Students who prefer to shop for textbooks online are encountering a hitch in their efforts. University and College courses are increasingly using bundled versions of textbooks that come with their own ISBN number. School book stores sell the packets as a single item, because their contents don’t come itemized.
Reader Kristin Blick, a student at Hudson Valley Community College (HVCC) in Troy, NY., writes:
I usually save a huge amount of money on my books by buying them used online, renting them or borrowing from fellow students, but this semester it’s become impossible because of these “textbook packets” the school is demanding I get. I have no way of knowing what the packet is made up of, and they won’t sell me individual pieces.
Don’t blame school book stores, though. Blame textbook publishers first. Often, they’ll offer popular textbooks only as part of larger packets, concealing the specific titles in the packets shipped to stores. To make matters even more difficult, the packets may be customized for a given school.
Still, school faculty members share at least some of the blame. Stephen Stegman, the manager of HVCC’s book store, told Consumerist that the recently passed Higher Education Act requires publishers to provide a list of packet contents to faculty members who select them.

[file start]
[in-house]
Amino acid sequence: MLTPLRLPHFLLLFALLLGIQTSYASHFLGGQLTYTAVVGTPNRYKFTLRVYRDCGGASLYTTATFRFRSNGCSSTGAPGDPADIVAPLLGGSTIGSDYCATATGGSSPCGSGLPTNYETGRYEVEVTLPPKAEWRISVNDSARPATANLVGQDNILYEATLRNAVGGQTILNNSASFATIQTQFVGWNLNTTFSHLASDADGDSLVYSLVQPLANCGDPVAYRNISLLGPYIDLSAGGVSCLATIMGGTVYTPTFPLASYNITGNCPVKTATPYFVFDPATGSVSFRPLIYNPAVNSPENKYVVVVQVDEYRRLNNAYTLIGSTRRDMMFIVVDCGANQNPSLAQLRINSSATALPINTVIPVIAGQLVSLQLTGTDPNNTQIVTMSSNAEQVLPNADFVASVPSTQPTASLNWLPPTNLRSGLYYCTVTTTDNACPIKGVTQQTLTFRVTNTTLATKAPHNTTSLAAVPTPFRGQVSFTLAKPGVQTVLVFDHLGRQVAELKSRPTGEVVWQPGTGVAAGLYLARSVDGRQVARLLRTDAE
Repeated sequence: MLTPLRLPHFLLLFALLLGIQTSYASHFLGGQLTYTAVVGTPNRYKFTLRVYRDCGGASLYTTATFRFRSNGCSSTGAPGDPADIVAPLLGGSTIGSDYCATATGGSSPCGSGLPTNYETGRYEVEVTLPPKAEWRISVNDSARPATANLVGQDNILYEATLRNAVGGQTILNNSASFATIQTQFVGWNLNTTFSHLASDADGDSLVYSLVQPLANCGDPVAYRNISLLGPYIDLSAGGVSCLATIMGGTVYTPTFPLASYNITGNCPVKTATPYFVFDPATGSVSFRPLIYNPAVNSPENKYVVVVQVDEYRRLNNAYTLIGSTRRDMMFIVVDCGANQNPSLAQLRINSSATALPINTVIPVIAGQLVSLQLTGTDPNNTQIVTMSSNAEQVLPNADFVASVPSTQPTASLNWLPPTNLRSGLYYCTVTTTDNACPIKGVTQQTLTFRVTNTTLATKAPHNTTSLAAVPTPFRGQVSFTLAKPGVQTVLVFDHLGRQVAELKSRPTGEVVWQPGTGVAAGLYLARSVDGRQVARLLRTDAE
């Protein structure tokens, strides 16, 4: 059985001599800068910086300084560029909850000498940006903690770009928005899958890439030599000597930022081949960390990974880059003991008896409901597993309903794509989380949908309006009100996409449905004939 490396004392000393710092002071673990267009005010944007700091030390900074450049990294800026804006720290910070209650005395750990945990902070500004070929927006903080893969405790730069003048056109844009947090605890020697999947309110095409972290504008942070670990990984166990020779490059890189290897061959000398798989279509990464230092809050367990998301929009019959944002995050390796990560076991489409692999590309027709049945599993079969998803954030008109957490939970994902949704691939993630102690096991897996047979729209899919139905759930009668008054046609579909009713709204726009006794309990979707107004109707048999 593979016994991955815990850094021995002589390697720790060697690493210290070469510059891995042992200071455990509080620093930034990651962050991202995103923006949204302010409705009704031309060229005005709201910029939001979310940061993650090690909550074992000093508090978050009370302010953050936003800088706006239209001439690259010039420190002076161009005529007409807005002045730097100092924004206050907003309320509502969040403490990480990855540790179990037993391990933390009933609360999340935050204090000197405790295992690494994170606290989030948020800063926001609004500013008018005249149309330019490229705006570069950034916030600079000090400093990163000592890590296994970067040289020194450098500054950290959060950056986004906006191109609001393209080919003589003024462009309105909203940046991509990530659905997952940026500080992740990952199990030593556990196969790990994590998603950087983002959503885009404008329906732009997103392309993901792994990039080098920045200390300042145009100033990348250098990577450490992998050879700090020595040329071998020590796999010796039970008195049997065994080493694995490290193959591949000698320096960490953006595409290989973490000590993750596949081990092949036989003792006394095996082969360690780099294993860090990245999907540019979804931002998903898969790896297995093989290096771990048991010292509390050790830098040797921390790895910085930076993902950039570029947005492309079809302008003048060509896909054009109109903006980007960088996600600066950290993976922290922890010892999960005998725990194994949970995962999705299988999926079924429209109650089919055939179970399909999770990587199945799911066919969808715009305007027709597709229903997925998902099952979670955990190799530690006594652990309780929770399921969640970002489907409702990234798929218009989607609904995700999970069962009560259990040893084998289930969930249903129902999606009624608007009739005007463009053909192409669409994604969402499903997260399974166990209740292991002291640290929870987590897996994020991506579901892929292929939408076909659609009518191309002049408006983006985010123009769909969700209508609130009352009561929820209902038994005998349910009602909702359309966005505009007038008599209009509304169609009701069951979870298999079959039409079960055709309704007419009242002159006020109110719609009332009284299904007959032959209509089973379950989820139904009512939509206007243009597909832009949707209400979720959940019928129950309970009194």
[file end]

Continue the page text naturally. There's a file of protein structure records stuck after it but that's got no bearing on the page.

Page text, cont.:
Academic faculty being only human, they will often neglect to adequately publish the information. Thus, the only way for students to figure out what courses actually require is to buy a packet and open it up.
Our advice? Contact the faculty member responsible for selecting course materials, which will differ and different schools. If a class is a core requirement in the English department, for example, contact the English department and ask for an itemized list of the textbook packet contents, then publicize the hell out of it.
Textbook packets have been around for several years now. If any of you readers have discovered a better workaround, such as a web forum with itemized list of popular packet contents, please mention it in the comments and we’ll update this post.
(Photo: Rob Wall)